"Tell us all of that which is between birth and death".
Many of the ‘60s generation (like myself!) may remember the popular book ‘The Prophet’ by Kahlil Gibran. It seemed to sweep the generation by storm, expressing human behaviour in a series of poems about work, play, marriage ‘and everything’.
The book begins when The Prophet is asked “Tell us all of that which is between birth and death?”.
Just a small request 😊, but Gibran did it brilliantly.
Modern business and behavioural science ask no less daunting questions. In the famous triumvirate of people, process and systems, ‘people’ is the most difficult to get to grips with. How do we understand the complexity of human behaviour, alone, in groups and in large organisations?
We have to make sense of motivation, leadership, social behaviour, organisational behaviour, group dynamics, learning, management, culture and problem solving.
There is a four-volume set on my bookshelf entitled ‘Theories and Models of Applied Behavioural Science”, totalling some 300 models in all! I’d like to give my insight into those most meaningful to me.
Model 1. Carl Jung – perceiving and processing information.
Jung explained that people don’t have the same ways of perceiving, interpreting and responding to the world around us. This is pretty fundamental as it means that what is ‘real’ to some, doesn’t exist for others! Some of us perceive hard facts and make logical decisions. Others are more intuitive or might make decisions based on their emotions.
This can have major consequences in business. For example, when John Deere invented the common agricultural plough, his idea was quashed by farmers who believed that ‘turning over the soil’ would release evil spirits. However, without the plough today, we would all starve.
Many other inventions from the Renaissance onwards have suffered a similar fate including Galileo’s telescope, and the fact that the earth revolves around the sun! People often react emotionally to logical ideas such as GM food. (Stock market crashes and economic cycles are also mostly emotionally based).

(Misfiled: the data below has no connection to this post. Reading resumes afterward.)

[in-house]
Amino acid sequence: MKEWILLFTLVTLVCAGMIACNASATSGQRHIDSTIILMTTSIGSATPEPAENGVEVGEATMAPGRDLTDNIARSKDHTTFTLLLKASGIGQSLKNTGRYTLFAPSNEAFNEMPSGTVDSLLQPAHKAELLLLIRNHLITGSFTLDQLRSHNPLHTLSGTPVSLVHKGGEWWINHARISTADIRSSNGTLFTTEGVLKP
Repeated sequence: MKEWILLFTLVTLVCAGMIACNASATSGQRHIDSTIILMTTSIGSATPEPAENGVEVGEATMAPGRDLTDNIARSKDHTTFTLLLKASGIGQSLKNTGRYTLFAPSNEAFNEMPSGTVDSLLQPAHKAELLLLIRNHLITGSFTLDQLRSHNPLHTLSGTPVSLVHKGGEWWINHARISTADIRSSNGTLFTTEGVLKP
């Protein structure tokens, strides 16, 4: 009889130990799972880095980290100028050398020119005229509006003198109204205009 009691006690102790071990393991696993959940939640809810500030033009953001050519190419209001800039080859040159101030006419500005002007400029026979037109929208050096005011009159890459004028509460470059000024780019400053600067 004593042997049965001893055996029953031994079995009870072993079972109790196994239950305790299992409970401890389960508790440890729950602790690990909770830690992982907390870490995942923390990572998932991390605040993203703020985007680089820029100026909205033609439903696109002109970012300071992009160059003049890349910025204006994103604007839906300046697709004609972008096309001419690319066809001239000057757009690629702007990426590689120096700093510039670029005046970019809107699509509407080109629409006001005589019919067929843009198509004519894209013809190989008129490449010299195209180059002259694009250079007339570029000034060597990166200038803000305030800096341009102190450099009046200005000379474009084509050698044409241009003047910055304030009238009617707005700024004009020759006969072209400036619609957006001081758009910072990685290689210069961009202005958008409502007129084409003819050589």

Jung’s theories have given rise to the modern day Myres Briggs test which is used extensively in business to highlight different human styles.
Qualitative vs Quantitative
Its important to remember that many ‘psychometric’ (behaviour) tests are qualitative. That’s to say they assess styles / types rather than innate ability or intelligence. Nevertheless, interrogating culture through online value surveys, digital network analysis and experience sampling are all quantitative.
Model 2. Creativity and Risk Taking
Our society tends to stifle creativity in early childhood, reinforcing thoughts and behaviours that are predictable, ‘realistic’, ‘worthwhile’ and ‘normal’. Even throughout our lives we are encouraged to be conventional and to follow norms of the groups in which we live and work. Creativity – unconventional thinking or originality – tends to be expected only in ‘artists’
True creativity involves risk taking, which most organisations don’t encourage either!
The problem is that progress is impossible without some risk taking (John Deere’s new plough mentioned above). In managing change we must be creative to move a business forward. This involves some risk taking which with good judgement will ‘reinvent’ the organisation for future success.
Richard Byrd (U of California, San Diego) developed a ‘creativity and risk-taking inventory’, allowing people to identify their levels of creativity (i.e. unconventional ideas). Amongst the 8 styles are ‘innovators’ who as entrepreneurs are typically high on risk taking and creativity.
Model 3. Ethos, Pathos Logos. A solid foundation.
If you thought management science is new, think of the ancient Greeks who in 400 BC derived a brilliant formula for engaging so importantly with an audience. Translated, ethos, pathos, logos mean credibility, rapport and logic.
I always remember this when talking to clients to establish credibility and rapport (i.e. trust) before launching into your sales pitch. Without trust, your pitch is falling on deaf ears.
Why is this important?
Whether we’re highly analytical or emotional, we’re all human beings and we’re all alive.
Change management is to me the most fascinating management science. It combines the excitement of business with the ability be creative and use skills in strategy, operational improvement, information systems and above all people behaviour.
The Labovitch Consultancy developed the Eight Pillars to combine rational and creative methods to deliver change, without which the output will be lacklustre and pedestrian and will fail.
And that’s why we are successful in truly reinventing organisations and businesses.
More insights into human behaviour to follow.
Leon Labovitch is CEO of The Labovitch Consultancy www.labovitch.co.uk and presenter of The Eight Pillars of Change.
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